Excellent light adjusting lenses at an affordable price point. Unfortunately the fit wasn't great on our tester, but this may vary between individuals.
Lenses changed in bright light quickly
Didn't fog up
Fit far too wide on our tester
Liv, and its sibling brand Giant, aim to provide everything a cyclist needs to get started under one marque. This can be particularly helpful for new cyclists - the bike purchase comes with a one-stop-shop for clothing, helmets, shoes, and indeed glasses.
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The Vista NXT Varia cycling glasses are the range toppers in the Liv eyewear collection. They come in at £89.99, and the defining feature is the NXT Varia lens.
This adjusts to light changes - so in low light, riders enjoy a clear lens which will keep grime and muck away from their peepers. As soon as the sun comes out, the lens takes on a dark hue to protect against the rays.
The colour change feature worked exceptionally well for me - and I was impressed by how rapidly the switch would take place, bearing in mind that these come in well below the price usually associated with this technology.
There's a vent at the corner of each lens, which helped to clear condensation (for example, at traffic lights) and these didn't mist up any more than an average pair of riding glasses.
I tested the white pair, with purple temple tips, but there's also a black pair with pink details. The temple tips, combined with a rubberised and adjustable nose pad, kept the glasses on my face, with an impressive lack of slippage - even leaning forwards and shaking my head around, there was no movement.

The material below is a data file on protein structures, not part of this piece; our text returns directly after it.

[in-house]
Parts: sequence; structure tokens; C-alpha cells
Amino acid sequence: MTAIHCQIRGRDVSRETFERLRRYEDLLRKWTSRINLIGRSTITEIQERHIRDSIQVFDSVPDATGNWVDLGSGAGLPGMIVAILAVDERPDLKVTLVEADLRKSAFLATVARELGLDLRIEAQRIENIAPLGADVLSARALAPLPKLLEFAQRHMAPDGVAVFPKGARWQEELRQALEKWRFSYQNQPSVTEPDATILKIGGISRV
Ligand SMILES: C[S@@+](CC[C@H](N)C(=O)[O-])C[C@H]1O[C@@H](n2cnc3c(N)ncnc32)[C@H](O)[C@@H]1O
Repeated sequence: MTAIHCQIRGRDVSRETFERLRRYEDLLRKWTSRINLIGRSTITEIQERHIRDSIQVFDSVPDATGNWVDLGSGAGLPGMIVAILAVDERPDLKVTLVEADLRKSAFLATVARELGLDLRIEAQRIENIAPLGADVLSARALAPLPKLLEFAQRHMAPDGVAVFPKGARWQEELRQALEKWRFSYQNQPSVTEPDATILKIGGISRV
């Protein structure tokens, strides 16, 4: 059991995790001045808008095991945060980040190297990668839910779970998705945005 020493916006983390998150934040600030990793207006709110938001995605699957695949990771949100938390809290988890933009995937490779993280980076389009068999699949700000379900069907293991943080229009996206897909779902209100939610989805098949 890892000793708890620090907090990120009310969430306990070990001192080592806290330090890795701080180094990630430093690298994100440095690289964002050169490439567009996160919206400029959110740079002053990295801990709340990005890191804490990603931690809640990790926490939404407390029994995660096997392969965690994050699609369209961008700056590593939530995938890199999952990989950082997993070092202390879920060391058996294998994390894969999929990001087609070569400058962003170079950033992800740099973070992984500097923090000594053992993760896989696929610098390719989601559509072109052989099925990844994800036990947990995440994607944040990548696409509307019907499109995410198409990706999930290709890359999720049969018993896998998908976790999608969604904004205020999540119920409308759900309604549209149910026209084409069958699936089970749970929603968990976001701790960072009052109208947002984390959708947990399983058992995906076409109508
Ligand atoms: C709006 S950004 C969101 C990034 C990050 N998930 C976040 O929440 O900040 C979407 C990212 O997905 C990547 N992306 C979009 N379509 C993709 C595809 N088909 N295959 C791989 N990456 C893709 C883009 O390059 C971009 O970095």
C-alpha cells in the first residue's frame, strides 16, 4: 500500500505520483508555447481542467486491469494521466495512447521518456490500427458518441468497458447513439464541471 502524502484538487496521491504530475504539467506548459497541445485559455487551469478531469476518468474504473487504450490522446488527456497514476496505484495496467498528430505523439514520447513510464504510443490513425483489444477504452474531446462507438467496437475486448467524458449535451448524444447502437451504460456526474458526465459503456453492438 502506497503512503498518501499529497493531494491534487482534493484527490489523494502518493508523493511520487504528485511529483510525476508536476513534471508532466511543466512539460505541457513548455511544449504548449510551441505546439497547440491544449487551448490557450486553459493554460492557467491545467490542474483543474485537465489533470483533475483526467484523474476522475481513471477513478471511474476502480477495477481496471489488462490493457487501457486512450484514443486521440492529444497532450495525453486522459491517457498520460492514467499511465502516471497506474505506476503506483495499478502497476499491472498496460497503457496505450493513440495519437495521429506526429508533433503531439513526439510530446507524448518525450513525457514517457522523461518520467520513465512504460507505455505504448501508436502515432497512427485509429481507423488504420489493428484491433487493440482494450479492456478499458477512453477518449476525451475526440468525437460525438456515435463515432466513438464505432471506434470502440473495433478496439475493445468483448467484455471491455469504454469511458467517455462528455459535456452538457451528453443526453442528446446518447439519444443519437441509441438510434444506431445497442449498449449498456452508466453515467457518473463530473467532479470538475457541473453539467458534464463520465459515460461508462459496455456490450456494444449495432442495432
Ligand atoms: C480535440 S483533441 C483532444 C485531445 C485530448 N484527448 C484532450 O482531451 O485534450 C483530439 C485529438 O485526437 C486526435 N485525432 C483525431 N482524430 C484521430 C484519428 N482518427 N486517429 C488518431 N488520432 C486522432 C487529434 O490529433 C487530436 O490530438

Liv has opted for a flexible TR-90 plastic for the frame, and dropping onto the scales at 29g, which is only 3g heavier than my favourite pair of Radar glasses from market leader Oakley.
So far, so good. However, Liv boasts a 'panoramic lens' for the widest field of vision yet, as well as a slim, women's specific fit. Sizing is listed as "one size fits most".
The lens is indeed wide, but it didn't wrap around my face - instead hanging off the edge in a way that, front on, looked and felt a bit odd.
I will add that I do have a notoriously narrow face, always opting for "slim fit", "junior fit" or "Asia fit" wherever possible. However, I had hoped that this women's fit would suit me, too. Not so.
Face shape and fit are of course both personal factors. However, I'd say these glasses were wider than many other pairs I've tried, to the point I didn't feel comfortable in them, despite the excellent grippers which did at least prevent them from moving around.
The lens technology here is great, when considered alongside the price, but unfortunately these won't become my next go-to riding specs.
Michelle Arthurs-Brennan is Cycling Weekly's Tech Editor, and is responsible for managing the tech news and reviews both on the website and in Cycling Weekly magazine.
A traditional journalist by trade, Arthurs-Brennan began her career working for a local newspaper, before spending a few years at Evans Cycles, then combining writing and her love of bicycles first at Total Women's Cycling and then Cycling Weekly.
When not typing up reviews, news, and interviews Arthurs-Brennan is a road racer who also enjoys track riding and the occasional time trial, though dabbles in off-road riding too (either on a mountain bike, or a 'gravel bike'). She is passionate about supporting grassroots women's racing and founded the women's road race team 190rt.
She rides bikes of all kinds, but favourites include a custom carbon Werking road bike as well as the Specialized Tarmac SL6.
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